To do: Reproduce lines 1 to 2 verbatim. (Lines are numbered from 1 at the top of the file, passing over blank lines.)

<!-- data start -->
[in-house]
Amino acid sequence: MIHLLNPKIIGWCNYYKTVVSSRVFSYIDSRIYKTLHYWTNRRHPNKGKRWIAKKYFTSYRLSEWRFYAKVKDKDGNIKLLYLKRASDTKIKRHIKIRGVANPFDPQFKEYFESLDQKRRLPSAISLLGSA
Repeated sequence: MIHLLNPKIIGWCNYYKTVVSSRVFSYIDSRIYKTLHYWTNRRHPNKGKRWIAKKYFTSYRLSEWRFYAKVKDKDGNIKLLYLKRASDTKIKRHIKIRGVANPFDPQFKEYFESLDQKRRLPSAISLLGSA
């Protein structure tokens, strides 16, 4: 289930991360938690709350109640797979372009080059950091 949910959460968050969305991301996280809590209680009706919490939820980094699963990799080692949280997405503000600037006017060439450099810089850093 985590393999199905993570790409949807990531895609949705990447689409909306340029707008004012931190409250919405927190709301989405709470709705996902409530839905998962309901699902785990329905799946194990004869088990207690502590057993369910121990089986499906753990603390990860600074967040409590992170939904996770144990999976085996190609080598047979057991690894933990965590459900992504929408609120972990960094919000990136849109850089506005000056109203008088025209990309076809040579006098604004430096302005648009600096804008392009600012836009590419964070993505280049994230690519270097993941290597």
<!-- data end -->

[in-house]
Amino acid sequence: MIHLLNPKIIGWCNYYKTVVSSRVFSYIDSRIYKTLHYWTNRRHPNKGKRWIAKKYFTSYRLSEWRFYAKVKDKDGNIKLLYLKRASDTKIKRHIKIRGVANPFDPQFKEYFESLDQKRRLPSAISLLGSA